Wednesday 8 December 2021
 
»
 
»
Story

ICE to launch global cotton contract in 2015

DUBAI, October 2, 2014

IntercontinentalExchange plans to launch its global cotton futures contract in the first quarter of next year, a senior executive said on Thursday, helping to reduce the potential for international price distortions.

Cotton traders have said that a new contract is necessary to better reflect the global market and avoid distortions that can can be created because the existing benchmark only allows for deliveries of US cotton.

The launch had been planned for the final quarter of this year but was delayed while Malaysia looked at a new system for agricultural imports, said Tim Barry, vice president of product development for ICE Futures.

"We hope for the launch to be in first quarter of 2015 with first delivery in the months of May and July," Barry told a meeting of the International Cotton Association in Dubai.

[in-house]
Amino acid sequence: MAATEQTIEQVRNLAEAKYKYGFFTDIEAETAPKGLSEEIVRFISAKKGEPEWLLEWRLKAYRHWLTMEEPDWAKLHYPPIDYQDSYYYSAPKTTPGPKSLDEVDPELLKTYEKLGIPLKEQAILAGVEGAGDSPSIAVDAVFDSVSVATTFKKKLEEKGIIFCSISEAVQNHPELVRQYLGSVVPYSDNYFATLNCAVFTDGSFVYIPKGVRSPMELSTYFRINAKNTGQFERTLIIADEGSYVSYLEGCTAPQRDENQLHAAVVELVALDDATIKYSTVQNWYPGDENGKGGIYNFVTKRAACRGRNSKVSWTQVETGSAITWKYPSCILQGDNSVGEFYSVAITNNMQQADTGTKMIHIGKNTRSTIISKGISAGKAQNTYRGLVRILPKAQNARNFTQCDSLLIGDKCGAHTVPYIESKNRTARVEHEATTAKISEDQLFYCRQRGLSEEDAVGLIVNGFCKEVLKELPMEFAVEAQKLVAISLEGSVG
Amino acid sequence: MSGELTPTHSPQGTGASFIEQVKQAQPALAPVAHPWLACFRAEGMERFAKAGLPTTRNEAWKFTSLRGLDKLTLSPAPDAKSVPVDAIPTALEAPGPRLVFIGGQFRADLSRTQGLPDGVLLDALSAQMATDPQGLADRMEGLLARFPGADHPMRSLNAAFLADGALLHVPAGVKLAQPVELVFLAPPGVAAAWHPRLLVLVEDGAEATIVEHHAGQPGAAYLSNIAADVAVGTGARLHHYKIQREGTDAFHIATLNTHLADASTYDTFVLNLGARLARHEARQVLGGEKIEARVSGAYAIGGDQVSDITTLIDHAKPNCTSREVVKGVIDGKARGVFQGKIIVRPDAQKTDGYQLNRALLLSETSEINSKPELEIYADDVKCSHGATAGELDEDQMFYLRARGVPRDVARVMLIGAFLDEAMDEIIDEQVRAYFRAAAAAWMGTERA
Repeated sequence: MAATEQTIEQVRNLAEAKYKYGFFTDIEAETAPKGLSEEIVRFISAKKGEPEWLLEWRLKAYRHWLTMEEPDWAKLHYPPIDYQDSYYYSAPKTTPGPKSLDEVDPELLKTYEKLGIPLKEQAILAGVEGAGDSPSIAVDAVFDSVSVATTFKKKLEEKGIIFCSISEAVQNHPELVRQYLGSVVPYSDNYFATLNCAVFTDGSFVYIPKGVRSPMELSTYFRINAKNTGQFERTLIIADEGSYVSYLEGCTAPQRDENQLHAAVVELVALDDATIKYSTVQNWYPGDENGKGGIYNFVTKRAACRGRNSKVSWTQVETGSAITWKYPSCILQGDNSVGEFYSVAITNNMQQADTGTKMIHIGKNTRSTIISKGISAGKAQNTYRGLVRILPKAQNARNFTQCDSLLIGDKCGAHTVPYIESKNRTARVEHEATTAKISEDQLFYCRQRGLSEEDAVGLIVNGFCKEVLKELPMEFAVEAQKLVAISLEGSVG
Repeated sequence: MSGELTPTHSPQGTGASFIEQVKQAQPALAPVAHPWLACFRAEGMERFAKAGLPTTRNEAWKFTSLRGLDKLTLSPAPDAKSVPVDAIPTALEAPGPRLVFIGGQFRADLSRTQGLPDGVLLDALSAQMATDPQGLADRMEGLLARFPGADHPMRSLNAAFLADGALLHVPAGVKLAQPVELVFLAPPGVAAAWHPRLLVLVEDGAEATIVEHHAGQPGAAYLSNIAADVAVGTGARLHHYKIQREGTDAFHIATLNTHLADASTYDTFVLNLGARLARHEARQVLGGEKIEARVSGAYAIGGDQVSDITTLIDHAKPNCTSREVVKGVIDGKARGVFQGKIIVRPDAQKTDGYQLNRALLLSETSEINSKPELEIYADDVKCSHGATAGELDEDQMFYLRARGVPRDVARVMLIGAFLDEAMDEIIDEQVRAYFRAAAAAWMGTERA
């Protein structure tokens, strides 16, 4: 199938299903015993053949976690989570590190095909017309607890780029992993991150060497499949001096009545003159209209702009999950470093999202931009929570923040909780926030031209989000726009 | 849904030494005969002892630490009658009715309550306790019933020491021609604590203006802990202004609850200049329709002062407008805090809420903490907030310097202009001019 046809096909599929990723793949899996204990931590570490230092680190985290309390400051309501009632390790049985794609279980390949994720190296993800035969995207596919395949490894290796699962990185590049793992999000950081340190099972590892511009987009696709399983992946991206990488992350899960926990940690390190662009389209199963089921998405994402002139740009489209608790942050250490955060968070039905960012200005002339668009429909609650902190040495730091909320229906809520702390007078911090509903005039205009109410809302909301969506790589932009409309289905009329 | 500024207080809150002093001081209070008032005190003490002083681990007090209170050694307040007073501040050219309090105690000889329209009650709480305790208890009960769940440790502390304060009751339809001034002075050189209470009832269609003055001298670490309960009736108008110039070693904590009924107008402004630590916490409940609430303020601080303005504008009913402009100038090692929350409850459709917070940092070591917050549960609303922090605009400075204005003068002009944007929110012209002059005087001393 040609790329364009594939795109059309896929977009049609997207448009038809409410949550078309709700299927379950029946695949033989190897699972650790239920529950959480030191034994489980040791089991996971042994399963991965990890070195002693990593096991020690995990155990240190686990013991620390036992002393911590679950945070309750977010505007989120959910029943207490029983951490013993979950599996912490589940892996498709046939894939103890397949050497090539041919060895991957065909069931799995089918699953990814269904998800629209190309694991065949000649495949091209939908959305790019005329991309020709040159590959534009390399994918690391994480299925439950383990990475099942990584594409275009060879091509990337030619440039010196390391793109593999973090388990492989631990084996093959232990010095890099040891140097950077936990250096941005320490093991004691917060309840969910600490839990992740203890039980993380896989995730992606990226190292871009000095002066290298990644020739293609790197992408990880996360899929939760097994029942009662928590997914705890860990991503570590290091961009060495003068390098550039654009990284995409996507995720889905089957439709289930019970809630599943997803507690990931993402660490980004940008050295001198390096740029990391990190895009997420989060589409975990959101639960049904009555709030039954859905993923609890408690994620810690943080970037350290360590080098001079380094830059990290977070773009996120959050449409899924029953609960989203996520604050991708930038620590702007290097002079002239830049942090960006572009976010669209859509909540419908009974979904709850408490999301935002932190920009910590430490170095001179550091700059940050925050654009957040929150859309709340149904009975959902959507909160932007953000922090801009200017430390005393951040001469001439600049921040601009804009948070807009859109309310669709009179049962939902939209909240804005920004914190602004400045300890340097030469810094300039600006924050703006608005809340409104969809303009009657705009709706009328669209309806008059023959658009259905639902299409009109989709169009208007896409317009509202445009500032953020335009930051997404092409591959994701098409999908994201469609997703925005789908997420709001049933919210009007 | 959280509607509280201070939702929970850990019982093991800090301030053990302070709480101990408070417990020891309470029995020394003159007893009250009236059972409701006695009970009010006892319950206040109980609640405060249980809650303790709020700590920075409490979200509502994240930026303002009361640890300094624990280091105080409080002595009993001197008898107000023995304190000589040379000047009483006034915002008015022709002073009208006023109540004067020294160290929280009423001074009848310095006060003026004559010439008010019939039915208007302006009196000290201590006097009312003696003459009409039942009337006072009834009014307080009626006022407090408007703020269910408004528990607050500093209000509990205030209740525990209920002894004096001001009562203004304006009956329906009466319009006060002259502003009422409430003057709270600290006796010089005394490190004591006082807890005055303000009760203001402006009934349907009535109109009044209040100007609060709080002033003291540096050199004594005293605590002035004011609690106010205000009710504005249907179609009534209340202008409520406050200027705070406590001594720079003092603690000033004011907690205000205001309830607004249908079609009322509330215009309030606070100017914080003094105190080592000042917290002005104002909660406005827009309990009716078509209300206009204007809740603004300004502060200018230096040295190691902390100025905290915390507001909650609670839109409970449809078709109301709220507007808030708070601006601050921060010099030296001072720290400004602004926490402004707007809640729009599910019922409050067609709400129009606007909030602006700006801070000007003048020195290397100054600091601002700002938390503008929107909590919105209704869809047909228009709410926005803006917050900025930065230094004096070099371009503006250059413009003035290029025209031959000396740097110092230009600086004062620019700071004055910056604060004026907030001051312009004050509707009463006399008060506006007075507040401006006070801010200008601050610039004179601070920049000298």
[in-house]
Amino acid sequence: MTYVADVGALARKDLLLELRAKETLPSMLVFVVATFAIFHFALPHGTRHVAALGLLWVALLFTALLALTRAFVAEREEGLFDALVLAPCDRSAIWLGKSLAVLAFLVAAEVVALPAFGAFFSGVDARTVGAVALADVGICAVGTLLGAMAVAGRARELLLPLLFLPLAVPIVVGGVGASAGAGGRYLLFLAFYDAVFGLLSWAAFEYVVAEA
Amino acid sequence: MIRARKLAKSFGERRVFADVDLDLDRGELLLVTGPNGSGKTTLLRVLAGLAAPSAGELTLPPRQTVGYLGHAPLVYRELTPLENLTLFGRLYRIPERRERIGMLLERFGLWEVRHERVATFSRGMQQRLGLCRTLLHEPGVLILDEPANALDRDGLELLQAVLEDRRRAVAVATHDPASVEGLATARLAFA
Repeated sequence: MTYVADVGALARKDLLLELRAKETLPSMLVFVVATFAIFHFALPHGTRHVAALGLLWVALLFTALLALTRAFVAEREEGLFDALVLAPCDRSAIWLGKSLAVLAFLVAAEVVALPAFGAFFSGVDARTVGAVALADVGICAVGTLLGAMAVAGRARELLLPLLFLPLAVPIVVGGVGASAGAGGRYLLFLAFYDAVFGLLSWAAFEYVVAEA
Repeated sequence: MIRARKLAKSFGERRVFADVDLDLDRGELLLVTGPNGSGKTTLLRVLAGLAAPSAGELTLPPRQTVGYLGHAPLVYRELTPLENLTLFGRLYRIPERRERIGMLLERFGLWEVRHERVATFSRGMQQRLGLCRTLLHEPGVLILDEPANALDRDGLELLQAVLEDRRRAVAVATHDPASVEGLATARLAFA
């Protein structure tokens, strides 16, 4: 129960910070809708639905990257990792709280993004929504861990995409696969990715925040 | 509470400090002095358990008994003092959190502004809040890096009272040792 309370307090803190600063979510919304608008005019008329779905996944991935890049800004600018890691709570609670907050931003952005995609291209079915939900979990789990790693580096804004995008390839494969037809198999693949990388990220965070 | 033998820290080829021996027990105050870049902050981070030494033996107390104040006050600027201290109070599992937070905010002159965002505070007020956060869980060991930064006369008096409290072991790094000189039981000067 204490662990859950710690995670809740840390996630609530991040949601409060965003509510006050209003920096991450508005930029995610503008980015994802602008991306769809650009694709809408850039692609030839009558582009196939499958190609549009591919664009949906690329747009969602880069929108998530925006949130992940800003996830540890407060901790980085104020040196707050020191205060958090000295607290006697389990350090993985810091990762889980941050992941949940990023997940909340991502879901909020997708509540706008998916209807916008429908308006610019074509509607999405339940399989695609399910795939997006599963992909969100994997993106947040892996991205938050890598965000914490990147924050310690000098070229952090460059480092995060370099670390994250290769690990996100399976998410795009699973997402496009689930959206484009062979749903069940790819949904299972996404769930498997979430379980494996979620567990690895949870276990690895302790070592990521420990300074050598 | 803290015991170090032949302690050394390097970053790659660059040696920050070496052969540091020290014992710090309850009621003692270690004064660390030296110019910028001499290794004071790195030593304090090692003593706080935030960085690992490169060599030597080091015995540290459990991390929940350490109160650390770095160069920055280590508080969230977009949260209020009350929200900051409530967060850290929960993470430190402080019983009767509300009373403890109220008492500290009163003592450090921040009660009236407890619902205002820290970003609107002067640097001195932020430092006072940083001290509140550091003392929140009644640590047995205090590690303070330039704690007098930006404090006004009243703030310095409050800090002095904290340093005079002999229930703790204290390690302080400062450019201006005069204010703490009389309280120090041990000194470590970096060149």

The contract, the first alternative for merchants, mills and growers to pricing on ICE's US benchmark, will be the world's first international contract with physical delivery.

Malaysia said this year that it would be announcing a new regime for the import of agricultural products, Barry said. The new system was initially planned for July but then was pushed to January next year.

"For seven of the nine origins in the new contract Malaysia is the delivery point, so we have been seeking clarity from Malaysia on the new rules," Barry told the conference.

"If Malaysia remains workable, we will include it; if not, we have to look at additional delivery points," he said, adding that ICE was looking at Taiwan and Sri Lanka as alternative points of delivery.

Discussions have slowed amid debate over specifications for a world contract, including whether the contract would be based an origin or destination.

Some traders have questioned whether the new contract will attract sufficient liquidity to operate alongside the U.S. contract currently used as the global benchmark.

Questions also remain over the ability to deliver certain commodities to Malaysia and other logistics and grading issues.

Barry also said ICE was seeking congressional action to remove legal hurdle to list in the United States.

"If that doesn't work we could list in London or Singapore," he said.-Reuters




Tags: contract | cotton | ice |

More Miscellaneous Stories

calendarCalendar of Events

Ads